METHODS: The authors reviewed 1435 patients who were diagnosed with DLBCL as part of the International DLBCL rituximab with cyclophosphamide, hydroxydaunorubicin, vincristine, and prednisone (R-CHOP) Consortium Program and performed clinical, immunohistochemical, and genetic analyses with a focus on cyclin D1. All patients who were cyclin D1-positive according to immunohistochemistry were also assessed for rearrangements of the cyclin D1 gene (CCND1) using fluorescence in situ hybridization. Gene expression profiling was performed to compare patients who had DLBCL with and without cyclin D1 expression.
RESULTS: In total, 30 patients (2.1%) who had DLBCL that expressed cyclin D1 and lacked CCND1 gene rearrangements were identified. Patients with cyclin D1-positive DLBCL had a median age of 57 years (range, 16.0-82.6 years). There were 23 males and 7 females. Twelve patients (40%) had bulky disease. None of them expressed CD5. Two patients expressed cyclin D2. Gene expression profiling indicated that 17 tumors were of the germinal center type, and 13 were of the activated B-cell type. Genetic aberrations of B-cell leukemia/lymphoma 2 (BCL2), BCL6, v-myc avian myelocytomatosis viral oncogene homolog (MYC), mouse double minute 2 oncogene E3 ubiquitin protein ligase (MDM2), MDM4, and tumor protein 53 (TP53) were rare or absent. Gene expression profiling did not reveal any striking differences with respect to cyclin D1 in DLBCL.
CONCLUSIONS: Compared with patients who had cyclin D1-negative DLBCL, men were more commonly affected with cyclin D1-positive DLBCL, and they were significantly younger. There were no other significant differences in clinical presentation, pathologic features, overall survival, or progression-free survival between these two subgroups of patients with DLBCL.

Related: Cyclophosphamide Daunorubicin Vincristine Rituximab (Mabthera)


Sørensen CD, Jørgensen JM, Nederby L, et al.
Common consensus LNA probe for quantitative PCR assays in cancer: vehicles for minimal residual disease detection in t(11;14) and t(14;18) positive malignant lymphomas.
J Immunol Methods. 2014; 406:131-6 [PubMed] Related Publications
The use of locked nucleic acid (LNA) probes and primers potentially improves sensitivity and specificity of quantitative PCR (qPCR) assays. One area of application is that of minimal residual cancer where PCR techniques have proved to be highly relevant tools in patient follow-up. We present here sensitive and specific consensus qPCR assays for quantification of the malignant lymphoma translocations, t(11;14) and t(14;18), by taking advantage of the thermodynamic properties of LNA. The assays were applied to genomic DNA from patients diagnosed with mantle cell lymphoma (MCL) and follicular lymphoma (FL), respectively. Two consensus forward primers targeting the BCL1 and BCL2 genes were designed together with a common consensus reverse primer and hydrolysis probe, the latter consisting exclusively of LNA, both targeting the J segments of the immunoglobulin heavy chain (IgH) gene. The quantitative range of both assays was 1×10(0) to 5×10(-5), and the sensitivity was 10(-5), without the need for patient-specific primers. Peripheral blood (PB) and bone marrow (BM) samples from 36 patients diagnosed with MCL and nine patients diagnosed with FL were analysed using this novel qPCR approach. The level of minimal residual disease (MRD) using t(11;14) and t(14;18) as genetic targets reflected the clinical status of the patients: low levels of MRD at clinical remission, and increasing levels at disease progression. The present assays could prove as useful tools in lymphoma therapy.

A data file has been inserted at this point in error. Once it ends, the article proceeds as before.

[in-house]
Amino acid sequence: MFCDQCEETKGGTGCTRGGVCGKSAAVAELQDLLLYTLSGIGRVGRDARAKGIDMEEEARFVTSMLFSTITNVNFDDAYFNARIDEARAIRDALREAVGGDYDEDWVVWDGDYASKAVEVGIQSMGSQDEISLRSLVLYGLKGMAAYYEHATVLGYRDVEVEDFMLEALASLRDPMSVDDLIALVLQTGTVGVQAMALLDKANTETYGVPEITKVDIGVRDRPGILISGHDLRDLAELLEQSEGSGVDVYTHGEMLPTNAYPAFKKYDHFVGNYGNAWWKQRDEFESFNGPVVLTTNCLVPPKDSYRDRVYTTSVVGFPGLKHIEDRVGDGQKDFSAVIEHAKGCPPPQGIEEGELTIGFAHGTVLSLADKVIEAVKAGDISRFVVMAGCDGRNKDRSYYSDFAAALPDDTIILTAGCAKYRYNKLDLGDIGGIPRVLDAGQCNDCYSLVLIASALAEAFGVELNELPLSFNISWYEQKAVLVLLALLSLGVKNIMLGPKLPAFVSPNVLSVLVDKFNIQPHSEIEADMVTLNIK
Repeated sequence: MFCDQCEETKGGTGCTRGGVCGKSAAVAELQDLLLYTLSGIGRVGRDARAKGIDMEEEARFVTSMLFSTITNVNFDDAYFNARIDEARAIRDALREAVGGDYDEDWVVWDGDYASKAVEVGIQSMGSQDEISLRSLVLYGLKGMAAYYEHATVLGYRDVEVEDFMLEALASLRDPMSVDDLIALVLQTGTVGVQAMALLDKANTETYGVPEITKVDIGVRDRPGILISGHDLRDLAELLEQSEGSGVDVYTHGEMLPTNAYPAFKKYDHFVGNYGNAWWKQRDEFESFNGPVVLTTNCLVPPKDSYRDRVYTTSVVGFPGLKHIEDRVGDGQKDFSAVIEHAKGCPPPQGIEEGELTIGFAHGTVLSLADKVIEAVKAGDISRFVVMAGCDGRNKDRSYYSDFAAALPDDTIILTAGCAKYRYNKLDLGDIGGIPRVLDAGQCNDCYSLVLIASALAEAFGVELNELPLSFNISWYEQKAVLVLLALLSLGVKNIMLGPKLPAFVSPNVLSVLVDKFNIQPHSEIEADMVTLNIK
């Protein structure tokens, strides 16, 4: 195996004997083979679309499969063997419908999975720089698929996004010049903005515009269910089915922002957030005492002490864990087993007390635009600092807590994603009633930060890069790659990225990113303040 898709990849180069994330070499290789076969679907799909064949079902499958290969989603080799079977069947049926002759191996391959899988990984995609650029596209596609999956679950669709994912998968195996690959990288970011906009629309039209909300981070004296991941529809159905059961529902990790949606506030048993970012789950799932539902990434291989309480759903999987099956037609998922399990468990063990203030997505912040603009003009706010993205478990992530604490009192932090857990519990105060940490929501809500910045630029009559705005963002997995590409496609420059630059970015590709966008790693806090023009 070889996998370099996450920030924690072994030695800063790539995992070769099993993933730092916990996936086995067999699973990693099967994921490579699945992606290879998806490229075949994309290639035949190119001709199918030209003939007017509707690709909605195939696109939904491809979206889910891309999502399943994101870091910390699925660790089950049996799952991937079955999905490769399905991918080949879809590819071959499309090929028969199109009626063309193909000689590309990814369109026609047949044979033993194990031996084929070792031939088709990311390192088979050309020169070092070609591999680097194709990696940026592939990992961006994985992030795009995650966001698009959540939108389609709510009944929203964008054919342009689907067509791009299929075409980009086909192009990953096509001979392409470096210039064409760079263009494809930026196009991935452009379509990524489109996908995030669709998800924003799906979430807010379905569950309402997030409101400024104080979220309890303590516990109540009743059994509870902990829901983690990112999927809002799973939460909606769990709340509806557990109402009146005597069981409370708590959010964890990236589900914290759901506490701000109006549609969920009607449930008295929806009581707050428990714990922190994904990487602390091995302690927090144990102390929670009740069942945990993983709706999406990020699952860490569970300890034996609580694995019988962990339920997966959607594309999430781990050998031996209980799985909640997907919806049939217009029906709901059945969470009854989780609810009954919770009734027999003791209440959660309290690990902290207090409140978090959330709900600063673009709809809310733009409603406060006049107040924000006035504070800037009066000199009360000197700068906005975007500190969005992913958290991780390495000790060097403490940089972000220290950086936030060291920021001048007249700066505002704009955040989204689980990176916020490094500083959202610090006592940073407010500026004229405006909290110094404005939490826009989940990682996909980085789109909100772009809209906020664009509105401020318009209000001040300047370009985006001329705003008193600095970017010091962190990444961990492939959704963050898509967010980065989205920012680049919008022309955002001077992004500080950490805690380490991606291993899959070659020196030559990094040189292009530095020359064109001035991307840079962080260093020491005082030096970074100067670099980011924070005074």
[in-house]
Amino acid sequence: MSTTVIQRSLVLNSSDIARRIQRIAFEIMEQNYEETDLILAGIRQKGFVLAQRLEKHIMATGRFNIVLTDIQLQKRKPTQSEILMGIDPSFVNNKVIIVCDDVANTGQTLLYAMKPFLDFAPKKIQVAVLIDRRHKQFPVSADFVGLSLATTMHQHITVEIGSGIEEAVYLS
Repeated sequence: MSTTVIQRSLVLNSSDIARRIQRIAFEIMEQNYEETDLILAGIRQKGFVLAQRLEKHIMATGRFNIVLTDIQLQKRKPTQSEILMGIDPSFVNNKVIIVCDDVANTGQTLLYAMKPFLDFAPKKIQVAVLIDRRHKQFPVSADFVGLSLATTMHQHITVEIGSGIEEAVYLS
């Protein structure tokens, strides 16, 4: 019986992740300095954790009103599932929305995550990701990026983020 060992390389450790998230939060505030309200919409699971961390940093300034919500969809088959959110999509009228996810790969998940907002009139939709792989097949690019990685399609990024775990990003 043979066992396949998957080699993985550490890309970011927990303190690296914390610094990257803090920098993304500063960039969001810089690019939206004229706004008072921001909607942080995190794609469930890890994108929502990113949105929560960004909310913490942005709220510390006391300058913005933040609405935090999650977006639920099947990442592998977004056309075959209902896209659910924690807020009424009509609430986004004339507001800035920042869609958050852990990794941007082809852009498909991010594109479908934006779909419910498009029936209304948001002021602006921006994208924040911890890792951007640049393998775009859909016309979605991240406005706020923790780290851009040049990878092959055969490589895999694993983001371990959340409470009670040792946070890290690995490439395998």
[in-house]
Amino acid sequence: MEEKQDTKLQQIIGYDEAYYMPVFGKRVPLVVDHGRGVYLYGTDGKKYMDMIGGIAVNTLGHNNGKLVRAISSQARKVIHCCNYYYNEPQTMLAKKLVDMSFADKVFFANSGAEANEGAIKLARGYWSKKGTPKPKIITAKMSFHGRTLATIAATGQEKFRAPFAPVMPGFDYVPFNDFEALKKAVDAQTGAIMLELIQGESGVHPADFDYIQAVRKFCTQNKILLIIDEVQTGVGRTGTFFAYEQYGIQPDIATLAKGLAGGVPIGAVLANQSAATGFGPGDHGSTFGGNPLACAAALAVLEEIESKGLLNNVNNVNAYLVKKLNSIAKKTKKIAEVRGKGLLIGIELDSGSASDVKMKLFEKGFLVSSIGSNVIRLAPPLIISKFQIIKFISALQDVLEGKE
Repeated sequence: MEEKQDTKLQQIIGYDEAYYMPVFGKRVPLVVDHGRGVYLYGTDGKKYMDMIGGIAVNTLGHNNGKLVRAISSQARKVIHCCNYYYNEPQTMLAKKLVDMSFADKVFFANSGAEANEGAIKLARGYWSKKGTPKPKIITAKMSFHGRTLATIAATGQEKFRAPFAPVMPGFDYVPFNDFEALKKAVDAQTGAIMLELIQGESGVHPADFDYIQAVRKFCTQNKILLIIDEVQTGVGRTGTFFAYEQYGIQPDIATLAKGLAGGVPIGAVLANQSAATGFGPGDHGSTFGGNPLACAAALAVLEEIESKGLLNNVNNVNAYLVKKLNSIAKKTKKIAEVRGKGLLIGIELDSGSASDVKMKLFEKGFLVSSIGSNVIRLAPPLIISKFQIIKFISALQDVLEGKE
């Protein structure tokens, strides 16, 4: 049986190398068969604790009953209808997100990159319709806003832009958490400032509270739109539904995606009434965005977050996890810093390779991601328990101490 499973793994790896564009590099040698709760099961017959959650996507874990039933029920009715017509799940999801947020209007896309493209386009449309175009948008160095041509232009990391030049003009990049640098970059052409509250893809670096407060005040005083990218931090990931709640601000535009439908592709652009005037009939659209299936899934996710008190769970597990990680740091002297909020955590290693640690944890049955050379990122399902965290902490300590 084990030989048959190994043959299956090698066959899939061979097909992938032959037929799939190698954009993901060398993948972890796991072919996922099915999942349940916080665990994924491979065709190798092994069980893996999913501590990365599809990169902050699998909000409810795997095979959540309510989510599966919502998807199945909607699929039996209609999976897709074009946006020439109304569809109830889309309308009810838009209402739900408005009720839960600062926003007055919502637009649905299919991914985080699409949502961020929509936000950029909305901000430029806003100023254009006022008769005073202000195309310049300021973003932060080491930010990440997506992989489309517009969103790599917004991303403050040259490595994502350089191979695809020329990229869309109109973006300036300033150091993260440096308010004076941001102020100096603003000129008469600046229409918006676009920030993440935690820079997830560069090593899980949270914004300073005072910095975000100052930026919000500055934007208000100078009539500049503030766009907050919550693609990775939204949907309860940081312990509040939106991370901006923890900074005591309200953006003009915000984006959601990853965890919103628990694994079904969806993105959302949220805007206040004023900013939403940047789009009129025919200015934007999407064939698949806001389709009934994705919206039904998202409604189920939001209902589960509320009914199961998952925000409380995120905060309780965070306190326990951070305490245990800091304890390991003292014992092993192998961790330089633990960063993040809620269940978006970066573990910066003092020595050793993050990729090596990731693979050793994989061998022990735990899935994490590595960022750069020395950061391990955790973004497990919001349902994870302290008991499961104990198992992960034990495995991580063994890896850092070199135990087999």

Related: Chromosome 11 Chromosome 14 Chromosome 18 BAD


Ogura M, Ando K, Suzuki T, et al.
A multicentre phase II study of vorinostat in patients with relapsed or refractory indolent B-cell non-Hodgkin lymphoma and mantle cell lymphoma.
Br J Haematol. 2014; 165(6):768-76 [PubMed] Related Publications